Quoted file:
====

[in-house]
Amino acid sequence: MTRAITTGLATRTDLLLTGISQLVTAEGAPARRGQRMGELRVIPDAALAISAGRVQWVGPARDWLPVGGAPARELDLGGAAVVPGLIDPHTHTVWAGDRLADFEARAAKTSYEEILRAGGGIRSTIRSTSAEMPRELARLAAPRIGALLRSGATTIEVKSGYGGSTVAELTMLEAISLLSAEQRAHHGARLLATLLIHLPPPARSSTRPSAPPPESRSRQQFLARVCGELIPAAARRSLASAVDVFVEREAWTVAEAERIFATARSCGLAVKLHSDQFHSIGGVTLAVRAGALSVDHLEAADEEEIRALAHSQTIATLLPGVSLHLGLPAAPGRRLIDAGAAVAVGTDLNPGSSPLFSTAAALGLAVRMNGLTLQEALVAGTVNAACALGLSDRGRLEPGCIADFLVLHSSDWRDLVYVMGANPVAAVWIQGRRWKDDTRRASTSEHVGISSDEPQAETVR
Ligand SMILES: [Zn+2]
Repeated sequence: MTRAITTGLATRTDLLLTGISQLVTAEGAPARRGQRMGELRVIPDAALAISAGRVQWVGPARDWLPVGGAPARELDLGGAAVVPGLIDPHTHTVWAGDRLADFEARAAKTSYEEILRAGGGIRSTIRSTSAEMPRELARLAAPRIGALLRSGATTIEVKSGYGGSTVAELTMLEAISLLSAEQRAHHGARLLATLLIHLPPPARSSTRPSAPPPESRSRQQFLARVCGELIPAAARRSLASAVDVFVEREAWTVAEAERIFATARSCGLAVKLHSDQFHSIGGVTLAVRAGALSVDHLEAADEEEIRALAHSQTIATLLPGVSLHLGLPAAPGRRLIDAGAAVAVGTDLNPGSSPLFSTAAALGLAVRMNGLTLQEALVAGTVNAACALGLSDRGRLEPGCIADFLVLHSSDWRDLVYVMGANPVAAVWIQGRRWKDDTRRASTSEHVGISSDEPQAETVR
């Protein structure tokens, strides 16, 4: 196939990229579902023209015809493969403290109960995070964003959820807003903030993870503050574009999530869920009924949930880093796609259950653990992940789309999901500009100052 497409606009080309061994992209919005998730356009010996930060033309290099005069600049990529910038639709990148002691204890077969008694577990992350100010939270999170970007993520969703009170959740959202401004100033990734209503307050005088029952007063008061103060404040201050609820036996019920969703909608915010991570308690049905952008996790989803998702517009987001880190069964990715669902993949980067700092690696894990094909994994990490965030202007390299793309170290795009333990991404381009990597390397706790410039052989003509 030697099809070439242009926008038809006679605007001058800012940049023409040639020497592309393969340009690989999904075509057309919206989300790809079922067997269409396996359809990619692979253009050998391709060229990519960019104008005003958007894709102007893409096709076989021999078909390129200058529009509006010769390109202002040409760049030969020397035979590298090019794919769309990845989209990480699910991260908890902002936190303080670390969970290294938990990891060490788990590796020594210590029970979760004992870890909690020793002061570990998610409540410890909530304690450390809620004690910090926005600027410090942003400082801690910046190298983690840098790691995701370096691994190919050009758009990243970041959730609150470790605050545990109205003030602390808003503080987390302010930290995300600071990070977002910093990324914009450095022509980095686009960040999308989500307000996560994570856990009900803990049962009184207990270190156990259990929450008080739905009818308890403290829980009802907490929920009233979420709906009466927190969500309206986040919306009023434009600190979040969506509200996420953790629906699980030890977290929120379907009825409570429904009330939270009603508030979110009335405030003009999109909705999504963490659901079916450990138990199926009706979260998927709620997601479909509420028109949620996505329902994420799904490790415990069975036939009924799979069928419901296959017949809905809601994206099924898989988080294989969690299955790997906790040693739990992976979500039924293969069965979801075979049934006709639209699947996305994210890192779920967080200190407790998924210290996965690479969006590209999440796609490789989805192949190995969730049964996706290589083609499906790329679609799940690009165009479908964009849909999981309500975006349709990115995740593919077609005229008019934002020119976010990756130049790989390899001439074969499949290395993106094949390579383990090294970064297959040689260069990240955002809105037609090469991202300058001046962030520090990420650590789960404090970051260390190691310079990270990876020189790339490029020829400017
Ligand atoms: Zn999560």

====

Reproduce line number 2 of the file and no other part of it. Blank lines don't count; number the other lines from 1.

Amino acid sequence: MTRAITTGLATRTDLLLTGISQLVTAEGAPARRGQRMGELRVIPDAALAISAGRVQWVGPARDWLPVGGAPARELDLGGAAVVPGLIDPHTHTVWAGDRLADFEARAAKTSYEEILRAGGGIRSTIRSTSAEMPRELARLAAPRIGALLRSGATTIEVKSGYGGSTVAELTMLEAISLLSAEQRAHHGARLLATLLIHLPPPARSSTRPSAPPPESRSRQQFLARVCGELIPAAARRSLASAVDVFVEREAWTVAEAERIFATARSCGLAVKLHSDQFHSIGGVTLAVRAGALSVDHLEAADEEEIRALAHSQTIATLLPGVSLHLGLPAAPGRRLIDAGAAVAVGTDLNPGSSPLFSTAAALGLAVRMNGLTLQEALVAGTVNAACALGLSDRGRLEPGCIADFLVLHSSDWRDLVYVMGANPVAAVWIQGRRWKDDTRRASTSEHVGISSDEPQAETVR